Intimate and inventive narratives about migration, climate change and gender play out at the ongoing India Art Fair in Delhi. Lounge rounds up key works that speak to our troubled times
The personal meeting the political seems to be the overarching theme at the India Art Fair in Delhi, on till 2 February at the NSIC grounds, Okhla. Artists have created deeply intimate narratives on migration, identity and gender, lending a personal touch to the socio-political events of our times. Climate change also runs across the programme—be it at the gallery booths or the outdoor projects.
There is a lot of work being created with reclaimed objects like pages from books, such as Youdhisthir Maharjan’s The Heart Of Woman, made from Maya Angelou’s book of the same name. Some of the art also looks at the idea of home both for climate change refugees or those who have had to leave their land due to political upheavals. A stark example of this is Girjesh Kumar Singh’s sculptural installation at Rukshaan Art’s booth made with bricks of demolished houses, which carry within them the memory of their inhabitants.
“We ask the galleries to show at least one or two artists who have not been shown before," says Jagdip Jagpal (pictured above), director, India Art Fair. Several institutions are also making their debut this year, including the Kolkata Centre for Creativity and the Chennai Photo Biennale (CPB). In its presentation, the CPB, curated by Pushpamala N., is showing a work by Chan-Hyo Bae, who explores gender and prejudice in his Existing In Costume series. “We are very unlike other fairs in this respect, with both commercial and not-for-profit existing together. The idea is to get more exposure to the artist, who is at the heart of the fair," adds Jagpal.
Pressing issues such as water scarcity form part of the outdoor projects—Vijay Pichumani’s sculptural installations, for instance. And at a time when protests are raging in Hong Kong and in India, there are deeply political works as well, such as Probir Gupta’s A Poem Of Instruments.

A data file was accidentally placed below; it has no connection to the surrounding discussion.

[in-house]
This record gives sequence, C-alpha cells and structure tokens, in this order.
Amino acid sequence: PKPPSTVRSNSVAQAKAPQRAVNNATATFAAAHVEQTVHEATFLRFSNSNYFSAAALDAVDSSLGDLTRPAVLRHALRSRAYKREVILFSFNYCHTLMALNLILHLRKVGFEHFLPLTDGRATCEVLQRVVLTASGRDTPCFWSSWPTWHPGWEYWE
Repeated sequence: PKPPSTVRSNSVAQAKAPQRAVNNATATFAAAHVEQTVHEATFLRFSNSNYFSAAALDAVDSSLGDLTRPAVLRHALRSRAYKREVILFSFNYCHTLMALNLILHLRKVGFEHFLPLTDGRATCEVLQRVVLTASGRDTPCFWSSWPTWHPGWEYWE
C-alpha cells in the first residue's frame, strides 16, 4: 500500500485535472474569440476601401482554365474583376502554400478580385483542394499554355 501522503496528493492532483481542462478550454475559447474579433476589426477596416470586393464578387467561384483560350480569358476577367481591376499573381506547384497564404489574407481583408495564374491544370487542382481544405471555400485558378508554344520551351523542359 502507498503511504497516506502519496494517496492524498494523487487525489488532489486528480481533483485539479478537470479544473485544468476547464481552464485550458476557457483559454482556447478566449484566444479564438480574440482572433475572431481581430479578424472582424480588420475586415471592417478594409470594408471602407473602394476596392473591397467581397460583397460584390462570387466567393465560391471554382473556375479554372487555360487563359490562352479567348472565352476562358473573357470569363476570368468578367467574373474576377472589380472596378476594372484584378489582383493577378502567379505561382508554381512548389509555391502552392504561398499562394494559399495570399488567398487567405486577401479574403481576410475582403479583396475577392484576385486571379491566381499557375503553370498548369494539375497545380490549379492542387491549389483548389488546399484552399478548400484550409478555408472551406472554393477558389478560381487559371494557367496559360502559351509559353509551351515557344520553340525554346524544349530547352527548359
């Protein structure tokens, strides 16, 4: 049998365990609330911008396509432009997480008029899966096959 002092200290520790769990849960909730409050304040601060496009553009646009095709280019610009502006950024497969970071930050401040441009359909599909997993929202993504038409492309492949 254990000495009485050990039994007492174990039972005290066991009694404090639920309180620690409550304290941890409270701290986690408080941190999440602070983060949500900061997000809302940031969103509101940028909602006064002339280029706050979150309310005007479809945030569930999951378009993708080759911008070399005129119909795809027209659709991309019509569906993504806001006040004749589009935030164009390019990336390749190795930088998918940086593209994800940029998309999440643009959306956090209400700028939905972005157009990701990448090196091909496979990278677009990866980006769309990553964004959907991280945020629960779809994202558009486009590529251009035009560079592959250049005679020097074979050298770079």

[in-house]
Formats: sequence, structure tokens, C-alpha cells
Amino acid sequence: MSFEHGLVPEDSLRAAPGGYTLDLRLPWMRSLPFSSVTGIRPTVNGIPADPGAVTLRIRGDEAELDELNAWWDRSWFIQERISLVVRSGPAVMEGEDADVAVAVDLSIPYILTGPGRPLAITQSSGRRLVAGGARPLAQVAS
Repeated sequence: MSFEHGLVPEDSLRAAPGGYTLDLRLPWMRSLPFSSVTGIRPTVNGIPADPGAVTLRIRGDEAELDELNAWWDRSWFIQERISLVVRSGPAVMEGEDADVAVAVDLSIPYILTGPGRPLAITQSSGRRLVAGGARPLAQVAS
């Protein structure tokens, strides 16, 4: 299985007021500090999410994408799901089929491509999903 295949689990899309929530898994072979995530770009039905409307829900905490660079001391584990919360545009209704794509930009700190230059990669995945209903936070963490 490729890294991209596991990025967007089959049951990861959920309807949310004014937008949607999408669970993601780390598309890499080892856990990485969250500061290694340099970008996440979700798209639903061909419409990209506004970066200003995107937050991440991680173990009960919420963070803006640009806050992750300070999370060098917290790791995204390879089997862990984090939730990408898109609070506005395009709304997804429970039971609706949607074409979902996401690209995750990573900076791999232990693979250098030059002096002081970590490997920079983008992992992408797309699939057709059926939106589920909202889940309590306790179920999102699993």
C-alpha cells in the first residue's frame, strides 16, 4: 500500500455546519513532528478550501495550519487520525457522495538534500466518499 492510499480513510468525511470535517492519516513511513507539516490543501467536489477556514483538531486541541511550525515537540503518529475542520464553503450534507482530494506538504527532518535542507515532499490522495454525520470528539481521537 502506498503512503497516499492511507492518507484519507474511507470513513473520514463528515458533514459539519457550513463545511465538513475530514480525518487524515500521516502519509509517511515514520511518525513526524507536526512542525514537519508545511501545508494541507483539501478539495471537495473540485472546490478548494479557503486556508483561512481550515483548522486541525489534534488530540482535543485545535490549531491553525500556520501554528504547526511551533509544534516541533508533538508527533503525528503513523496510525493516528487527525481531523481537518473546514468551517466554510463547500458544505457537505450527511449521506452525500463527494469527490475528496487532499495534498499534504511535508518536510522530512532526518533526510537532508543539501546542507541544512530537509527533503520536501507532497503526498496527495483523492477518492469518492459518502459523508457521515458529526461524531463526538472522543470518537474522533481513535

GENESIS—THE HINDRU SERIES BY GHIORA AHARONI
At a time when the world is seeing fissures based on religion and language, Aharoni—the artist-in-residence at the India Art Fair 2020— looks at a more inclusive environment in his practice. The New York-based artist continues his exploration of intercultural coexistence with this work, in which vintage beakers engraved with the Genesis text are juxtaposed with words “Make Me A Temple" in Hindru (a melding of Hindi and Urdu) and Hebrabic (a coming together of Hebrew and Arabic). Religious iconography from various belief systems is positioned alongside, symbolizing the fact that they are all connected by a common spiritual energy.
The Belgium-born artist, who moved to Sri Lanka in 1982, considers aspects of age, beauty and gender in her practice. In these small-scale works, featuring a collage of vintage photographs and mixed-media work on paper, she obliterates the face with images of tubes, black cloth, nailed wood, and more. Confronted with a jarring visual, the viewer is forced to think about the identity of the person in the photograph and the reason for the obliteration—is the woman wrought with emotional turmoil, is there an attempt to hide aggression?
On display at the Saskia Fernando (Colombo) booth
A POEM OF INSTRUMENTS BY PROBIR GUPTA
Perhaps one of the few works that directly alludes to the protests at Delhi’s Shaheen Bagh, this assemblage is layered with meaning, with the microphone and typewriter symbolizing the amplification of the voice. The work also carries written text, with testimonies of women at Shaheen Bagh, and lines such as: “Every protest has its foods—foods that become symbols, touch emotions and offer solidarity and succour, forging bonds that go beyond all kinds of divisiveness." On view at the Anant Art booth
PHOTO PERFORMANCE WORKS BY ARMAN STEPANIAN
The Iranian postwar and contemporary artist, based in Tehran, takes a tongue-in-cheek look at the position and aspirations of women in modern Iran—the only country in the world where wearing the hijab is legally required in public.
Part of the Visions In The Making exhibition, curated by Myna Mukherjee and David Quadrio, at the Italian Embassy Cultural Centre (Delhi) booth
HOSTILE WITNESS BY BAARAAN IJLAL
The work, which addresses the idea of “home", has its roots in the impending demolition of Ijlal’s ancestral home in old Bhopal—part of it was demolished in 2018. Writing about the work on the website of Sydney-based 4A Centre for Contemporary Asian Art, curator Anushka Rajendran talked about Ijlal seeing herself as a bearer of the inherited memory of 200 years of history in a house, which sheltered those unjustly persecuted time and again during the independence movement, the Emergency and the 1992 riots. Ijlal refers to the onlooker as the hostile witness in this work.
On view at the Shrine Empire (Delhi) booth
AN NISABY ARSHI IRSHAD AHMADZAI
The artist, who divides her time between Kabul and India, juggles two extremes of art production—one that suffocates her and the other that liberates her. Just like this work on display, her portraits are characterized by the faceless female figure. “As a woman from a marginalized community, my artworks can be provocative and can instigate a dialogue about the feminist agendas, which strive for an audience," she says. At the fair, she is showing new works, titled An Nisa.